Troubling news emerged from the new product development community in New York last week. A well known crowd funding platform (with an unconventional and offbeat name) that brought interesting consumer products to market filed for bankruptcy. Since it’s founding, they brought almost 400 products to market. Blue chip corporations and venture capital firms had invested more than $185M to tap into the deal flow of new products.
Were they too quirky for their own good? Perhaps … While early stage companies, start-ups and inventors form a portion of our client base, they don’t represent a majority of the work that we do. We purposefully limit them to less than twenty-five percent of our projects.
Why? For two principal reasons:
- There’s a limit to the amount of coaching, hand holding, love and manufacturing therapy that we can provide.
- There isn’t an endless supply of money to fund smart pitching machines, Internet enabled makeup compacts and next generation pet food dispensers.
After more then eleven years of doing this for a living, ‘Projects We Love’ (to borrow a term from another crowd funding platform) are fairly rare. About 1/200 new product concepts make us really get excited and think “wow – that’s a great idea – I’d buy that”.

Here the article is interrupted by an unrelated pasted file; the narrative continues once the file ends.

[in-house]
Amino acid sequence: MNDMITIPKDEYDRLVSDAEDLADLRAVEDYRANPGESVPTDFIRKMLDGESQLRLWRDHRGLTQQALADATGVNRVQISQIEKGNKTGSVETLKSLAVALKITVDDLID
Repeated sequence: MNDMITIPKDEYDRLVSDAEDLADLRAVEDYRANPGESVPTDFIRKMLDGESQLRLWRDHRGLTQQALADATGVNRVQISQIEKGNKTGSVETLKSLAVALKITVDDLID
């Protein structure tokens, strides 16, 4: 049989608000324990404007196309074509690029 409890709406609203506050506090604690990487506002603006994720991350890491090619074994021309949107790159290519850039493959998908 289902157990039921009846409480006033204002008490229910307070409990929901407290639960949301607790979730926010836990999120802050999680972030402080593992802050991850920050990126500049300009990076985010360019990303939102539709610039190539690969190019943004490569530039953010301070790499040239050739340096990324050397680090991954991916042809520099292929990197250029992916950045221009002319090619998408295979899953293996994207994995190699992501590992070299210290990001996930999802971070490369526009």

That leaves 199 projects that occupy the category of “Projects That We Don’t Love, and May Not Even Like”.
While we’re not the perfect predictor of commercial success – I’m sure that a few good ideas that didn’t make it through our filter ended up being fabulously successful. But not many.
What does this mean for design engineers, industrial designers, UX specialists and business development gurus? The gold rush to chase down, develop, prop up and fund the next great idea may be slowing down. ‘Smart money’ is getting smart again. If you’re willing to roll the dice with an early stage company, make sure that they’re building a cutting edge product that consumers can understand, have a tried and true way to purchase and don’t say ‘yes’ too often.